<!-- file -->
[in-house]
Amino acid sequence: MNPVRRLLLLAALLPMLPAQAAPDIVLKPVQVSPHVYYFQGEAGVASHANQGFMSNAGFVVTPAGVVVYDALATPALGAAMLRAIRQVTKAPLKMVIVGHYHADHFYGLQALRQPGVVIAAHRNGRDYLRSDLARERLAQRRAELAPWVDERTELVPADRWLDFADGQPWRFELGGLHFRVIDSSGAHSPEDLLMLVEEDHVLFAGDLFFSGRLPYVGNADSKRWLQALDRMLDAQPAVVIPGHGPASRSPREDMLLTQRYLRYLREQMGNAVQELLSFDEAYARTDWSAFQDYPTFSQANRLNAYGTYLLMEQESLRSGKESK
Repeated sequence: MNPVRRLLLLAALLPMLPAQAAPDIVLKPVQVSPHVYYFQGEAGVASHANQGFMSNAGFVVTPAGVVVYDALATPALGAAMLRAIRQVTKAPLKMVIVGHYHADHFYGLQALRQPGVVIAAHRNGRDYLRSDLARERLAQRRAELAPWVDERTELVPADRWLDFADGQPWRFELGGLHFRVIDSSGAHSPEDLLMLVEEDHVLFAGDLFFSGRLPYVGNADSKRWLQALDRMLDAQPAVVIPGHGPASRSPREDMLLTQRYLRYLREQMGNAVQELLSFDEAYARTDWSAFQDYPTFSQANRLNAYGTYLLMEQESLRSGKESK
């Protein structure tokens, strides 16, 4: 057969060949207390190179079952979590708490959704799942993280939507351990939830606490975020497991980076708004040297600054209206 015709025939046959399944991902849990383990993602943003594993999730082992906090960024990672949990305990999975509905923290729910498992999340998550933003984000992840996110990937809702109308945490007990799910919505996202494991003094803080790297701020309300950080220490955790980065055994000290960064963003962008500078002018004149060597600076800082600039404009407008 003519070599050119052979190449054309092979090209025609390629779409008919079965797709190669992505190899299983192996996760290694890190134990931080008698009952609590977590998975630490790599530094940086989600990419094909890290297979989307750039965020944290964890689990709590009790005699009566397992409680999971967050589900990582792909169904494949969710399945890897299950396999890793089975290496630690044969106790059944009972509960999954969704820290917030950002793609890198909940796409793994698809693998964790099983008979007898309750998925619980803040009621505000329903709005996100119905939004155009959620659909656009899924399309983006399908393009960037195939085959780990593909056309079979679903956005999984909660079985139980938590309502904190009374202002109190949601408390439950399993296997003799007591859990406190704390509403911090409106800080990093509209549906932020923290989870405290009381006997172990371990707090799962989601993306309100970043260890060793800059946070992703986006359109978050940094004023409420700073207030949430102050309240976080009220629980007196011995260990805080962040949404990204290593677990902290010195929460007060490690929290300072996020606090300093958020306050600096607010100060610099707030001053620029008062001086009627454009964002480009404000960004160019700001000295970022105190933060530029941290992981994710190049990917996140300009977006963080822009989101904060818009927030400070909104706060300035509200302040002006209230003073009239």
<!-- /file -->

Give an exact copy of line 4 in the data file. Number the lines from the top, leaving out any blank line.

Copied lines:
């Protein structure tokens, strides 16, 4: 057969060949207390190179079952979590708490959704799942993280939507351990939830606490975020497991980076708004040297600054209206 015709025939046959399944991902849990383990993602943003594993999730082992906090960024990672949990305990999975509905923290729910498992999340998550933003984000992840996110990937809702109308945490007990799910919505996202494991003094803080790297701020309300950080220490955790980065055994000290960064963003962008500078002018004149060597600076800082600039404009407008 003519070599050119052979190449054309092979090209025609390629779409008919079965797709190669992505190899299983192996996760290694890190134990931080008698009952609590977590998975630490790599530094940086989600990419094909890290297979989307750039965020944290964890689990709590009790005699009566397992409680999971967050589900990582792909169904494949969710399945890897299950396999890793089975290496630690044969106790059944009972509960999954969704820290917030950002793609890198909940796409793994698809693998964790099983008979007898309750998925619980803040009621505000329903709005996100119905939004155009959620659909656009899924399309983006399908393009960037195939085959780990593909056309079979679903956005999984909660079985139980938590309502904190009374202002109190949601408390439950399993296997003799007591859990406190704390509403911090409106800080990093509209549906932020923290989870405290009381006997172990371990707090799962989601993306309100970043260890060793800059946070992703986006359109978050940094004023409420700073207030949430102050309240976080009220629980007196011995260990805080962040949404990204290593677990902290010195929460007060490690929290300072996020606090300093958020306050600096607010100060610099707030001053620029008062001086009627454009964002480009404000960004160019700001000295970022105190933060530029941290992981994710190049990917996140300009977006963080822009989101904060818009927030400070909104706060300035509200302040002006209230003073009239």